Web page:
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Lenovo ThinkPad X1 Extreme – what to expect, how it fares against Dell XPS 15, Asus Zenbook Pro and HP EliteBook 1050

By Andrei Girbea , last updated on September 3, 2018

The ThinkPad X1 Extreme is the consumer version of the ThinkPad P1 workstation announced several weeks ago, and a serious contender for the Dell XPS 15, Asus Zenbook Pro and HP EliteBook 1050 lines.

Just like those three, the X1 Extreme is a 15-inch laptop with a compact build, sturdy and light-weight construction, powerful hardware (Coffee Lake processors, Nvidia GTX 1050 Ti Max-Q graphics, up to 64 GB of RAM and dual-storage) and a fair sized 80 Wh battery. Unlike the P1 though, the X1 Extreme gets consumer-grade hardware, namely up to Core i9 processors (no Xeon) and GeForce graphics (instead of Quadro on the P1).

The specs, size and screen options (especially the UHD 100% Adobe RGB panel with HDR) make it a good match for creatives and graphics professionals, but also a computer the average user with high expectations could choose as a daily driver for both work and fun. Just keep in mind you’ll be asked to pay a hefty premium for the features and build quality in this kind of a form-factor.

We’ll get our hands on this for a proper review in the months to come, but in the meantime we’ll tell you what to expect, what to particularly look into if you’re interested in the X1 Extreme, as well as how it should fare against the competition.

But first, here’s a quick specs sheet, side by side with the XPS 15, Zenbook Pro UX580 and EliteBook 1050.

Lenovo ThinkPad X1 ExtremeHP EliteBook 1050Asus ZenBook ProDell XPS 15
Screen15.6-inch – FHD 300-nits matte or UHD 400-nit touch with 100% AdobeRGB15.6-inch – FHD 400 or 650-nits matte or UHD 400-nit matte15.6-inch – FHD 300-nits matte/touch
or UHD 300-nit touch with 100% AdobeRGB
15.6-inch – FHD 400-nits matte
or UHD 400-nit touch with 100% AdobeRGB
Processorup to Core i9-8950HKup to Core i7-8850Hup to Core i9-8950HKup to Core i9-8950HK
VideoNvidia GTX 1050 Ti Max-QNvidia GTX 1050Nvidia GTX 1050 TiNvidia GTX 1050 Ti Max-Q
Memoryup to 64 GB DDR4 (2x DIMMs)up to 32 GB DDR4 (2x DIMMs)up to 16 GB DDR4 (soldered)up to 32 GB DDR4 (2x DIMMs)
Storage2x M.2 PCIe x4 (w/ RAID)2x M.2 PCIe x4 (w/ RAID)1x M.2 PCIe x41x M.2 PCIe x4
Ports2x USB-A 3.1, 2x USB-C Thunderbolt 3, HDMI, SD card, mic/earphone2x USB-A 3.1, 2x USB-C Thunderbolt 3, HDMI, SD card, mic/earphone2x USB-A 3.1, 2x USB-C Thunderbolt 3, HDMI, microSD card, mic/earphone2x USB-A 3.1, 1x USB-C Thunderbolt 3, HDMI, SD card, mic/earphone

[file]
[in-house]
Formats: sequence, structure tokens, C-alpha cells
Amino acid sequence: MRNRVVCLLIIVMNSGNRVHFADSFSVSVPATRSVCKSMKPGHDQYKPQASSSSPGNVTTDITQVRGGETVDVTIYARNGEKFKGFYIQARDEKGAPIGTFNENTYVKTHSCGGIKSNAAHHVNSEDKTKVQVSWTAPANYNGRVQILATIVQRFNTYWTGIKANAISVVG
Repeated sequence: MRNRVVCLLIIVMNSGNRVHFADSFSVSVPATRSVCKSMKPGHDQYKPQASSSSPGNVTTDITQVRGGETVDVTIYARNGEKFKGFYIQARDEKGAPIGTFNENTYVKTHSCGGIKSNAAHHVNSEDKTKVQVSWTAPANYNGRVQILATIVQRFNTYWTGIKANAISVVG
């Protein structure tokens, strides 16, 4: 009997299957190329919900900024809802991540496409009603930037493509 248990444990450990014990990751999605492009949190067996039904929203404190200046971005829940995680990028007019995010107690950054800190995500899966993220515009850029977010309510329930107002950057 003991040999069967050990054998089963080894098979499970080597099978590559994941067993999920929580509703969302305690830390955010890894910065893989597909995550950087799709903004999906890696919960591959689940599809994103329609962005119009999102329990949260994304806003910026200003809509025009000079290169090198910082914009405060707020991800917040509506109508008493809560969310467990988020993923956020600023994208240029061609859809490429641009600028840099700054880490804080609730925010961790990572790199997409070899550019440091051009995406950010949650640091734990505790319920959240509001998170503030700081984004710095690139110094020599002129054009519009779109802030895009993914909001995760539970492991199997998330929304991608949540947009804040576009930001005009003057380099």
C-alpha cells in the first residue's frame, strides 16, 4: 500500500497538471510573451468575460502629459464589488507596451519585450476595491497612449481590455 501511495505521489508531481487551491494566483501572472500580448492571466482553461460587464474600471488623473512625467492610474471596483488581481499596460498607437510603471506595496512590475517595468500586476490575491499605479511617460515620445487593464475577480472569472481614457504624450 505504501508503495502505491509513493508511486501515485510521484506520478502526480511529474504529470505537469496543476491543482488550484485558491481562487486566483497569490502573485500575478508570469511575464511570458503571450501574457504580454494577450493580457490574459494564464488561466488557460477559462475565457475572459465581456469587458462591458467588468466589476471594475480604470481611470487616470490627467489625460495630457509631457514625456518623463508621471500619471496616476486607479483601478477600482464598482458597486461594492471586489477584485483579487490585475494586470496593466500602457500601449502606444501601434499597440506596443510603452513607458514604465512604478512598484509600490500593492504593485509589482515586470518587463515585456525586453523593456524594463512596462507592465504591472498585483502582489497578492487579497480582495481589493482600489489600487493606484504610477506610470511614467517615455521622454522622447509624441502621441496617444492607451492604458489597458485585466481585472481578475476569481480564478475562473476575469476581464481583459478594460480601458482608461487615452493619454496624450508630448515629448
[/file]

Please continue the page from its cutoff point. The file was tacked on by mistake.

Battery80 Wh95.6 Wh71 Wh97 Wh
Size362 mm or 14.2” (w) x 246 mm or 9.7 (d) x 18.7 mm or .72” (h)360 mm or 14.17” (w) x 245 mm or 9.65 (d) x 20 mm or .79” (h)365 mm or 14.37” (w) x 251 mm or 9.88 (d) x 18.9 mm or .74” (h)357 mm or 14.2” (w) x 235 mm or 9.3 (d) x 17 mm or .66” (h)
Weight~1.7 kg (3.75 lbs)~2.1 kg (4.6 lbs)~1.85 kg (4.1 lbs)~2 kg (4.4 lbs)
Pricefrom $1849from $1799from $1649from $1499

This ThinkPad should have a few aces down its sleeves.

For starters, at 3.8 lbs, it is lighter than the competition, and as a ThinkPad, the sturdy construction should also be one of its main selling points. In fact, it needs to in order to compete with the XPS 15 and EliteBook 1050, two of the best build computers you can find in stores these days. If you’ve read through reviews of the existing X1 Carbon, you might have seen that buyers are complaining about the outer-finishing chipping easily around the edges and ports, as well as inconsistent finishing quality, some units shipping with a softer coating and others with a plastic-like feel; hopefully Lenovo acknowledged the issue and fixed them on this series, but nonetheless this is something to look into during your research.

As Doug puts it, Lenovo’s ThinkPad quality has dipped recently at the high-end, where people are willing to pay 2+K and expect a nearly spotless experience. Aside from the finishing issue mentioned above, X1 Carbon owners also complain about defective keyboards (Lenovo sources them from different manufacturers, and they’re not all the same), quirky finger-sensors, misaligned screens with noticeable light-bleeding around the edges and others. And it’s not just the X1 Carbon, I also had some nits with the ThinkPad T480s reviewed a while ago. I’m not saying the X1 Extreme might suffer from the same issues. In fact, due to the quality-control raffle you might even get a perfect device without any quirks. I’m just saying you should buy from places that handle claims properly and will quickly fix potential problems. As explained in this article, defective QC is more and more of an issue these days, thus post-sale support is of increased importance, especially in this price segment.

Back to those aces, the ThinkPad X1 Extreme should, in theory, have one of the better keyboards among its peers, a tight match to the EliteBook’s keyboard and nicer than what Dell and Asus put on their devices. It should also get the best clickpad, plus the iconic TrackPoint that so many swear by (myself included).